Four versions of the value-form of the commodity i.e ‘the economic cell-form’

This week, I’m reading as much value-form theory as I can in preparation for an article I want to write on the ‘Student as Consumer’. Marx’s theory of the “value-form of the commodity” was developed over four different published texts. I have linked to them below in chronological order. It’s very interesting to read them in succession in terms of how Marx tried to make it easier for the reader. There’s something to be gained from using each text and as such a later version does not necessarily supersede the former. My preference is to usually use the third version (the appendix to the first German edition of Capital) because it is structured in a very pedagogical manner, unlike the first version which is especially dense reading.

Always keep in mind Marx’s own reflections on this body of work, too:

“Every beginning is difficult, holds in all sciences. To understand the first chapter, especially the section that contains the analysis of commodities, will, therefore, present the greatest difficulty. That which concerns more especially the analysis of the substance of value and the magnitude of value, I have, as much as it was possible, popularised. The value-form, whose fully developed shape is the money-form, is very elementary and simple. Nevertheless, the human mind has for more than 2,000 years sought in vain to get to the bottom of it all, whilst on the other hand, to the successful analysis of much more composite and complex forms, there has been at least an approximation. Why? Because the body, as an organic whole, is more easy of study than are the cells of that body. In the analysis of economic forms, moreover, neither microscopes nor chemical reagents are of use. The force of abstraction must replace both. But in bourgeois society, the commodity-form of the product of labour — or value-form of the commodity — is the economic cell-form. To the superficial observer, the analysis of these forms seems to turn upon minutiae. It does in fact deal with minutiae, but they are of the same order as those dealt with in microscopic anatomy.”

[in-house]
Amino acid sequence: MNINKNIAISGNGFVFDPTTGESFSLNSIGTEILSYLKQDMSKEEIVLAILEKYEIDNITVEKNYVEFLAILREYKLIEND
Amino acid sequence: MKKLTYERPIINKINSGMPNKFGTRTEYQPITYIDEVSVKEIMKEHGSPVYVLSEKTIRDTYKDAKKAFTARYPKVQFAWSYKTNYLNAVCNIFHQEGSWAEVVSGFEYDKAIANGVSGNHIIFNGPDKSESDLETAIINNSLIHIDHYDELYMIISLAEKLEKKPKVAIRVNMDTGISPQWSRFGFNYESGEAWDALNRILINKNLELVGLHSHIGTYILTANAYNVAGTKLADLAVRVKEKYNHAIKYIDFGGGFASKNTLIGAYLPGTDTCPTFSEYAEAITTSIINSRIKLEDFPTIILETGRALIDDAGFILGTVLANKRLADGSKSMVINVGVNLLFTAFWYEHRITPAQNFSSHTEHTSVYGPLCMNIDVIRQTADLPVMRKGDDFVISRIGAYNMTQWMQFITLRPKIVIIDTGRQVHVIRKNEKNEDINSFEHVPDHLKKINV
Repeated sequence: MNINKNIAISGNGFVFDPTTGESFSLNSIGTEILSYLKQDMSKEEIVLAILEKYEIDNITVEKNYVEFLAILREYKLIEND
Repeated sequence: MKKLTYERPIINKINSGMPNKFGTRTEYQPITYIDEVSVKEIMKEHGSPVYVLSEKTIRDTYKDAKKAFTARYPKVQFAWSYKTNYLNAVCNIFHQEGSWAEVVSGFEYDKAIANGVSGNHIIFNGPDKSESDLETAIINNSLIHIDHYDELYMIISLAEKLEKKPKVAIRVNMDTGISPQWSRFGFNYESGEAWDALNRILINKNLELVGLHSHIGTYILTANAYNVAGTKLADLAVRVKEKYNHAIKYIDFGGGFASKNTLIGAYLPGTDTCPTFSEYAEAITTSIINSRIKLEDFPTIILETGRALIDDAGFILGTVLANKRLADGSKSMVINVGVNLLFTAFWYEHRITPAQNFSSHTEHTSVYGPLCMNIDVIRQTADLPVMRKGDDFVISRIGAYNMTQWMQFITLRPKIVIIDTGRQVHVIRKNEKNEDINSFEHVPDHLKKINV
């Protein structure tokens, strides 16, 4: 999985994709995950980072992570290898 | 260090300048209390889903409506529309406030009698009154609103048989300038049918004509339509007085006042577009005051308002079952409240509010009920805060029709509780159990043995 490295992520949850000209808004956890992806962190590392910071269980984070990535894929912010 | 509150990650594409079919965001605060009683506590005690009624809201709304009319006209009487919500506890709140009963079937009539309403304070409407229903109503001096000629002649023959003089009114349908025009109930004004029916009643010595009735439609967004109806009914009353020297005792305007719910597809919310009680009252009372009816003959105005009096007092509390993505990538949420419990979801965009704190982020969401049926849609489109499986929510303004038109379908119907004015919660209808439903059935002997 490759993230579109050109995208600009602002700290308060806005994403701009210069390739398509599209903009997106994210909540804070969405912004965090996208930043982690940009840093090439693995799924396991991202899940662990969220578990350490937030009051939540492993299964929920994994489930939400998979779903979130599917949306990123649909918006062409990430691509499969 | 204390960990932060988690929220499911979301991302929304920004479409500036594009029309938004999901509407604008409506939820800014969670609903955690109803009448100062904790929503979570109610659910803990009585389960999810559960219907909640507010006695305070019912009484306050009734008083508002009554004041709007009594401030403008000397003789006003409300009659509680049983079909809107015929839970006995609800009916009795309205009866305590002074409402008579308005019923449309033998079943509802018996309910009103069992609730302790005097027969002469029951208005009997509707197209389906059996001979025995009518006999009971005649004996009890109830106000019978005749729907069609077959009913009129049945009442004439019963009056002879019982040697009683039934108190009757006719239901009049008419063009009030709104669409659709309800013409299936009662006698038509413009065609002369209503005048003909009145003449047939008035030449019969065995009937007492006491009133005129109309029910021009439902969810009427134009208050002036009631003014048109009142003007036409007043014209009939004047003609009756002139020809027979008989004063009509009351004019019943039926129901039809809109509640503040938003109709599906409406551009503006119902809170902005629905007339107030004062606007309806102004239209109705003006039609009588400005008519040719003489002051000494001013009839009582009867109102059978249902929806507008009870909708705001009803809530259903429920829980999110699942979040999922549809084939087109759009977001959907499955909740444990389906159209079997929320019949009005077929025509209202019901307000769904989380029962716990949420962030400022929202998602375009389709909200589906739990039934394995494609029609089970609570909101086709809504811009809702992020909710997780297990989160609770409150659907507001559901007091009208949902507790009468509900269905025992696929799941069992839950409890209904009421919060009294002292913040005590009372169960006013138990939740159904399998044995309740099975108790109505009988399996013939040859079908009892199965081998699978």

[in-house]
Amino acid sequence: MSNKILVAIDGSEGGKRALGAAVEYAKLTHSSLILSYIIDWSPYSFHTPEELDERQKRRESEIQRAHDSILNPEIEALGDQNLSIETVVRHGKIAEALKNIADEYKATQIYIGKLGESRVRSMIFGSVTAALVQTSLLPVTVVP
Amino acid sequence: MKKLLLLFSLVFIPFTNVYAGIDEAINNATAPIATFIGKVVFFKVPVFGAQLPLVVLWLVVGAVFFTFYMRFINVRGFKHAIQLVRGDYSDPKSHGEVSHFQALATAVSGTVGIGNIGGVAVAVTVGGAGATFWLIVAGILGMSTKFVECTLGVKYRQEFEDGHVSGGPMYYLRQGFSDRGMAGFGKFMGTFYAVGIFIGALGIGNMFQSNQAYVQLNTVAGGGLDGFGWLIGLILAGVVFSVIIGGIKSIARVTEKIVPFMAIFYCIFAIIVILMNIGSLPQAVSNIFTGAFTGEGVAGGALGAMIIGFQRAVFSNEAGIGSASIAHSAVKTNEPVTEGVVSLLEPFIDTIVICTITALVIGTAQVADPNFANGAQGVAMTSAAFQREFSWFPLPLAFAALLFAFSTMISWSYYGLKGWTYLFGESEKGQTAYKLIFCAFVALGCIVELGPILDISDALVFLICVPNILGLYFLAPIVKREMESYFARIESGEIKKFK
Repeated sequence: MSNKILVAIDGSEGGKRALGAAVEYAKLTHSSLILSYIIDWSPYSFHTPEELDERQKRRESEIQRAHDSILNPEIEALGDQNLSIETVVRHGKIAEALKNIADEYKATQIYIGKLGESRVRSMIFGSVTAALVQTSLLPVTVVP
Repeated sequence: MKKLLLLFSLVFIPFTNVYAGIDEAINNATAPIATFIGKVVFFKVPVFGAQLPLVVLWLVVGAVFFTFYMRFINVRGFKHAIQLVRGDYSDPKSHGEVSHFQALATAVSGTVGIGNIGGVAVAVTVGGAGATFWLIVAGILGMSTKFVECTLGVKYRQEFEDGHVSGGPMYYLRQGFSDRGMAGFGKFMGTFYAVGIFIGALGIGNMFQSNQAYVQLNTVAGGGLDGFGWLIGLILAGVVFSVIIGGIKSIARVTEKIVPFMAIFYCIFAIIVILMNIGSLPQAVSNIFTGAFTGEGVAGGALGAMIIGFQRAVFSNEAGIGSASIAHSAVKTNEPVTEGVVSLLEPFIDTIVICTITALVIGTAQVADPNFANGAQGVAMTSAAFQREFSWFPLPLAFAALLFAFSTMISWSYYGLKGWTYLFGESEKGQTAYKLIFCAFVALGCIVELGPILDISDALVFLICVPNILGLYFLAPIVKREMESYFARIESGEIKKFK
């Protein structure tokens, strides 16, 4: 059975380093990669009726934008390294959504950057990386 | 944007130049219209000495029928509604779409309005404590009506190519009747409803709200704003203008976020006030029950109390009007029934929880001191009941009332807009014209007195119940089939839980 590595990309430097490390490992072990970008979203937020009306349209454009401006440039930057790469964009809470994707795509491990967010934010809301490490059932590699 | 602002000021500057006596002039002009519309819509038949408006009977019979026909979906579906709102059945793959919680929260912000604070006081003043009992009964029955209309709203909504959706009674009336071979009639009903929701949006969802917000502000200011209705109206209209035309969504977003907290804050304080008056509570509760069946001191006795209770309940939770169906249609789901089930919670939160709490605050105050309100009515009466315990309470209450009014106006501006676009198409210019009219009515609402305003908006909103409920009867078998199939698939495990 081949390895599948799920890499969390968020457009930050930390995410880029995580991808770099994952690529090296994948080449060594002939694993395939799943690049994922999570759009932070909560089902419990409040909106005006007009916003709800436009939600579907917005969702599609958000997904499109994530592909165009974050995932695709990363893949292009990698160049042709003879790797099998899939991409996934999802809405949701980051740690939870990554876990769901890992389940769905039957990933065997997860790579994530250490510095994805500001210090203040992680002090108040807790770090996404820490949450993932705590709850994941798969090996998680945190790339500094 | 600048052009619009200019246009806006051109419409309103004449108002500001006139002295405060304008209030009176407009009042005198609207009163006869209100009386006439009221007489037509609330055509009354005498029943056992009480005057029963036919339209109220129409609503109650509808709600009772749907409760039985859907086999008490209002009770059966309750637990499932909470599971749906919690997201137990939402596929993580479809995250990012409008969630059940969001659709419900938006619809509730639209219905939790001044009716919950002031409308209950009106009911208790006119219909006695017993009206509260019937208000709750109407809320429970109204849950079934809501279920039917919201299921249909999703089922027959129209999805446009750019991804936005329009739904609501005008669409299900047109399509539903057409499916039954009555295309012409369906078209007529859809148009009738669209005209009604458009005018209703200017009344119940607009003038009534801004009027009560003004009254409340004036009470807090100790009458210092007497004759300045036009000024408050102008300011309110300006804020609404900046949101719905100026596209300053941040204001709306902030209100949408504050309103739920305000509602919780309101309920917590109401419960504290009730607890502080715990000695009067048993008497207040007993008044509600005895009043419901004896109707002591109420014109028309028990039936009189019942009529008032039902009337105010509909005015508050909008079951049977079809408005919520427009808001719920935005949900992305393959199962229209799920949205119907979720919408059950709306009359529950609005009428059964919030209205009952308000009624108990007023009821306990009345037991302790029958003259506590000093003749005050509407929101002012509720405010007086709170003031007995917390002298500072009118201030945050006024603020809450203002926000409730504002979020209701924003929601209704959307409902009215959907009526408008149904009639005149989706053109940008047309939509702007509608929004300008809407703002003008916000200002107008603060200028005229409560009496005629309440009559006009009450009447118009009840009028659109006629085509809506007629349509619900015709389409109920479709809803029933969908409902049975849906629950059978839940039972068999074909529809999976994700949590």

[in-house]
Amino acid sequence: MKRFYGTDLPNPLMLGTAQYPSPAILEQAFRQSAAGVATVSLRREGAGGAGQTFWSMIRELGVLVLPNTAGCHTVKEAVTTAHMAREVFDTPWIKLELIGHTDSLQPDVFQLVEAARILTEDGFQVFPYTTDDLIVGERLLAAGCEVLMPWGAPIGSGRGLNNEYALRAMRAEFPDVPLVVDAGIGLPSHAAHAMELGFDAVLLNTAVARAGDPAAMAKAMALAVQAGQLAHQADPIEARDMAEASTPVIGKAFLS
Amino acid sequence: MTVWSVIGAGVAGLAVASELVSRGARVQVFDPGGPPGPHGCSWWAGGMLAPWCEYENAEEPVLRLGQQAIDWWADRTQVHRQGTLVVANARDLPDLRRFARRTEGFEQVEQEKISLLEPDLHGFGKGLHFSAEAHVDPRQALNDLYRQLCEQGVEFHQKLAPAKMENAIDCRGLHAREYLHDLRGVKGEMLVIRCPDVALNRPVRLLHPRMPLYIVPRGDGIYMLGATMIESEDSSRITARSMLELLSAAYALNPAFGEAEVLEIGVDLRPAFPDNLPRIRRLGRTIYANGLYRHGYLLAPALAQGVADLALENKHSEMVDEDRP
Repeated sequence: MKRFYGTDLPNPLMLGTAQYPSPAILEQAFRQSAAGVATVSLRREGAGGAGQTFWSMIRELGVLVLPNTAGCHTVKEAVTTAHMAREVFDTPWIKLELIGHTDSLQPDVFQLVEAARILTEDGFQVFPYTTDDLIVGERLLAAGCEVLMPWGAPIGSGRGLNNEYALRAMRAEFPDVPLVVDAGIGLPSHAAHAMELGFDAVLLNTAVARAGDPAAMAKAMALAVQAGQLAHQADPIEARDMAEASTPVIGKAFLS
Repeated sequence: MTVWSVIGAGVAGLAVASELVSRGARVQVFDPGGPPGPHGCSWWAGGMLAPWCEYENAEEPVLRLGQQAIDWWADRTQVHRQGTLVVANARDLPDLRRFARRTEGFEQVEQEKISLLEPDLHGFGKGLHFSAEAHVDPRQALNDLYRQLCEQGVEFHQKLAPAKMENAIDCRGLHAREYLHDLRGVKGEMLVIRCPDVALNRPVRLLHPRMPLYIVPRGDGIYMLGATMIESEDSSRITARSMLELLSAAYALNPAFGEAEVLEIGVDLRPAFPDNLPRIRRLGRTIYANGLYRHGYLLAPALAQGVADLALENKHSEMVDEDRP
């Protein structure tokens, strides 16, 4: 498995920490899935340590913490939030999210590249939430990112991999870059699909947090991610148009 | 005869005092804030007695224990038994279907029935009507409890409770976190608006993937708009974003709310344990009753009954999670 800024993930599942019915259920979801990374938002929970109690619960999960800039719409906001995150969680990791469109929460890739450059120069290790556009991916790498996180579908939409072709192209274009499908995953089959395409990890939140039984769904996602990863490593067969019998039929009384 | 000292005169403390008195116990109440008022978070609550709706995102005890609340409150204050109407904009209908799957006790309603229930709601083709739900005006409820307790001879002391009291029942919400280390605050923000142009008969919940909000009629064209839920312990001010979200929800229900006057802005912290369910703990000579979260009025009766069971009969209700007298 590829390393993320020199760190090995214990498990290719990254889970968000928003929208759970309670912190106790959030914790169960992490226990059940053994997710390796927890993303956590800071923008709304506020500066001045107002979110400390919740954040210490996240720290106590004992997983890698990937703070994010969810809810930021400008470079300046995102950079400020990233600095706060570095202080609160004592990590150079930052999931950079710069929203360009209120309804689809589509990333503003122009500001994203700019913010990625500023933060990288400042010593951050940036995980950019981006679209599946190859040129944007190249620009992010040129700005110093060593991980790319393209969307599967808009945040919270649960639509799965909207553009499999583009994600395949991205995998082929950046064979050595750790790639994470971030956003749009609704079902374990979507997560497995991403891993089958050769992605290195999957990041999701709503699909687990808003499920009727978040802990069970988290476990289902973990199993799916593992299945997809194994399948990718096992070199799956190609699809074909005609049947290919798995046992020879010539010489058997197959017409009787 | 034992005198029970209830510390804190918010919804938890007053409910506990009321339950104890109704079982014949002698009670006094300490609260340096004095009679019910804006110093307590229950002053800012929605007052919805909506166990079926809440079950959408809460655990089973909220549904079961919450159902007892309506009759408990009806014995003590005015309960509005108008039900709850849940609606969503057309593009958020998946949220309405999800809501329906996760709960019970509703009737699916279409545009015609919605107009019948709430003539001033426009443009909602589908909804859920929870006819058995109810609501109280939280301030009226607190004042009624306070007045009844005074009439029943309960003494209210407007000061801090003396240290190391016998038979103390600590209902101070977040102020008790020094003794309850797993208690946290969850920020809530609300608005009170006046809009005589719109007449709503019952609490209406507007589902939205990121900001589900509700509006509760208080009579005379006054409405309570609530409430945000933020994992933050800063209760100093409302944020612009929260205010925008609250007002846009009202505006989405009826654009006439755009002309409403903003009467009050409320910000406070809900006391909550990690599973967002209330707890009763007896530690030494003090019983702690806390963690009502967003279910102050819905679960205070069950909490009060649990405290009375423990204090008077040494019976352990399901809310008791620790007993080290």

It would seem that the anatomy of capitalism is laid out in these four texts…

  1. A Contribution to the Critique of Political Economy (1859) (Chapter 1)
  2. Capital (1867) 1st German edition (Chapter 1) See Preface, paragraph 3 & 4.
  3. Capital (1867) 1st German edition (Appendix)
  4. Capital (1873) 2nd German edition (Chapter 1) See Afterword, paragraph 2.

 

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